Monday, May 17, 2010

War Stories of the Battle of the Bulge by Michael Green and James D. Brown

Michael Green and James D. Brown have put together a fascinating book titled “War Stories of the Battle of the Bulge.”  If you are looking for a definitive book on The Battle of the Bulge this is not it.  If you want a powerful account of the battle from the mouths of those who were there, this is it.  The authors do a great job of telling the the story with first-person accounts from the American soldiers, both officers and enlisted. Their stories are spellbinding. You will keep turning the pages.

The book is divided into four sections: The Germans Attack, The Americans Fight Back, Christmas in the Ardennes, and Closing the Gap. The book's structure follows the ebb and flow of the battle.  The source material is drawn for the 'Bulge Bugle”, the quarterly newsletter of the Veterans of the Battle of the Bulge Association, first person accounts from members of the association, and the files of the U.S. Army Military Historical Institute.  We learn of the failure of higher command to realize this area of the Ardennes (Losheim Gap) had three times previously in history been used as an attack route.  The fact it was so poorly defended is nearly criminal.

The cold weather of the battle was mentioned by almost everyone in their accounts.  Cold, tired, miserable, under equipped, were comments included in almost every story.  I knew the 106th Infantry Division had lost two regiments, but had not realized they had over 6,500 taken POWs during the battle. We are reminded again and again that the individual heroism of the soldier made the difference over the course of the battle.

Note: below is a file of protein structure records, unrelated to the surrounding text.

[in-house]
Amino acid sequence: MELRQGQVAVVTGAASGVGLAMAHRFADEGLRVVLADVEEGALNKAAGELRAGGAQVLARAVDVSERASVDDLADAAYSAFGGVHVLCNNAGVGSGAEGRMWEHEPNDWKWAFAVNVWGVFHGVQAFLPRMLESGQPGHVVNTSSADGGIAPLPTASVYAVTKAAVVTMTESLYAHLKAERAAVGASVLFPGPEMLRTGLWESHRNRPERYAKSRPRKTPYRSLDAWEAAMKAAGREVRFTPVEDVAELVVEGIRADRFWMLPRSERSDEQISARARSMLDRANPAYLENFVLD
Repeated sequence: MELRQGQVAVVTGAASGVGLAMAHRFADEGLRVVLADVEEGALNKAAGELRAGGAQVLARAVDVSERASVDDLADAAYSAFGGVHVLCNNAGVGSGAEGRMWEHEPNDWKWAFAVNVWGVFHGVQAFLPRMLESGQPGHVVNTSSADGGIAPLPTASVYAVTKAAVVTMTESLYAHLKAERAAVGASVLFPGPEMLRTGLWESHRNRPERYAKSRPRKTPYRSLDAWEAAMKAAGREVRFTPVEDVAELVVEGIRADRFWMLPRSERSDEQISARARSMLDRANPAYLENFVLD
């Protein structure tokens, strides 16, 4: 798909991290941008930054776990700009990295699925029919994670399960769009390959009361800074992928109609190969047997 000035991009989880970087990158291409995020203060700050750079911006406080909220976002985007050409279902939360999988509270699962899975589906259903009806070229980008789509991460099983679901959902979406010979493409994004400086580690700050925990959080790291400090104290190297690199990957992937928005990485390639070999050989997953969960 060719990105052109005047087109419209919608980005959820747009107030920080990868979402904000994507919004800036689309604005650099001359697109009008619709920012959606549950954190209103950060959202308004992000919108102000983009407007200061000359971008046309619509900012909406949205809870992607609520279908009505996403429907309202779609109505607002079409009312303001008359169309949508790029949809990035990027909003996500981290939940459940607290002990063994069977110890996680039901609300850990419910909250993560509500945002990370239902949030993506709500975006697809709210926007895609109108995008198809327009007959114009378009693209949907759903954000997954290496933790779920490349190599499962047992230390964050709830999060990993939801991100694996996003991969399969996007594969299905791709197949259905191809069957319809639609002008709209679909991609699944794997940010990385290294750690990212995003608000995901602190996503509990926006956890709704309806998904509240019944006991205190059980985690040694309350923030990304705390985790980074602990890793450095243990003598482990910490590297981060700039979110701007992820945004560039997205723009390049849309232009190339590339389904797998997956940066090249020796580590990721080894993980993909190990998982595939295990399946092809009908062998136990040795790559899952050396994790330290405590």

One of my favorite stories was found from pages 40 - 72 “Charles Haug, B Company, 112th Infantry Regiment, 28th Infantry Division”. It was from  the files of the U.S. Army Military Historical Institute.  The story is a breath taking account of being pushed back by the Germans.   James A. Steinhaufel of C Company, 134th Infantry Regiment, 35th Infantry Division tells the tale of his units chilling encounter with the much feared German Tiger Tank. His story leaves you feeling you were there.

I highly recommend the book.  It is one you will want to read from cover to cover.  The stories are generally only a few pages long.  This would be a excellent resource for any public library to add to its collection. It is also a great way to get a feel for what you father or grand father went through if he was one of the men that confronted the 250,000 German soldiers as they made their last major attack against the Allied Forces.  Read and reviewed by Jimmie A. Kepler May 2010.

Monday, May 10, 2010

Book Sweepstakes - All American, All the Way

There is a book sweepstakes running on the Zenith Press blog for a couple sets of Phil Nordyke’s All American, All the Way books. Click on the article title to link to the sweepstakes or click Book Sweepstakes - All American, All the Way (Deadline for entries is 11:59 pm CST on Thursday, May 13, 2010. They will pick the winners on May 14, 2010.):

Tuesday, May 04, 2010

Hell Hawks!: The Untold Story of the American Fliers Who Savaged Hitler's Wehrmacht by Robert F. Dorr and Thomas D. Jones